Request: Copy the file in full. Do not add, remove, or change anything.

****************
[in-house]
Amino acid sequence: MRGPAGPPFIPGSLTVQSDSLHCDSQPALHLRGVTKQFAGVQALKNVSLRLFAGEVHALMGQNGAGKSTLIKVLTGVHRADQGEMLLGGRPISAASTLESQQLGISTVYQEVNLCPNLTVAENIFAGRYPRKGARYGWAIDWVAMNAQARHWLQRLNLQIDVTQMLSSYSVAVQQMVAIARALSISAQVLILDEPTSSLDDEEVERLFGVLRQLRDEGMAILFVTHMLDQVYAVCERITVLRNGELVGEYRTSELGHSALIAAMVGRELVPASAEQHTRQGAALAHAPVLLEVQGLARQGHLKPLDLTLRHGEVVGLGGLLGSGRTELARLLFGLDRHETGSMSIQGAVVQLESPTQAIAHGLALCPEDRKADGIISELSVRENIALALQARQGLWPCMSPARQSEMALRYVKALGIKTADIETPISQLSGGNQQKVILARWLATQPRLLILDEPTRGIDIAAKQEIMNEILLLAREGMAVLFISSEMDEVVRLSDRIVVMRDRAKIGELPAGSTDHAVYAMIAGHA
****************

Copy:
[in-house]
Amino acid sequence: MRGPAGPPFIPGSLTVQSDSLHCDSQPALHLRGVTKQFAGVQALKNVSLRLFAGEVHALMGQNGAGKSTLIKVLTGVHRADQGEMLLGGRPISAASTLESQQLGISTVYQEVNLCPNLTVAENIFAGRYPRKGARYGWAIDWVAMNAQARHWLQRLNLQIDVTQMLSSYSVAVQQMVAIARALSISAQVLILDEPTSSLDDEEVERLFGVLRQLRDEGMAILFVTHMLDQVYAVCERITVLRNGELVGEYRTSELGHSALIAAMVGRELVPASAEQHTRQGAALAHAPVLLEVQGLARQGHLKPLDLTLRHGEVVGLGGLLGSGRTELARLLFGLDRHETGSMSIQGAVVQLESPTQAIAHGLALCPEDRKADGIISELSVRENIALALQARQGLWPCMSPARQSEMALRYVKALGIKTADIETPISQLSGGNQQKVILARWLATQPRLLILDEPTRGIDIAAKQEIMNEILLLAREGMAVLFISSEMDEVVRLSDRIVVMRDRAKIGELPAGSTDHAVYAMIAGHA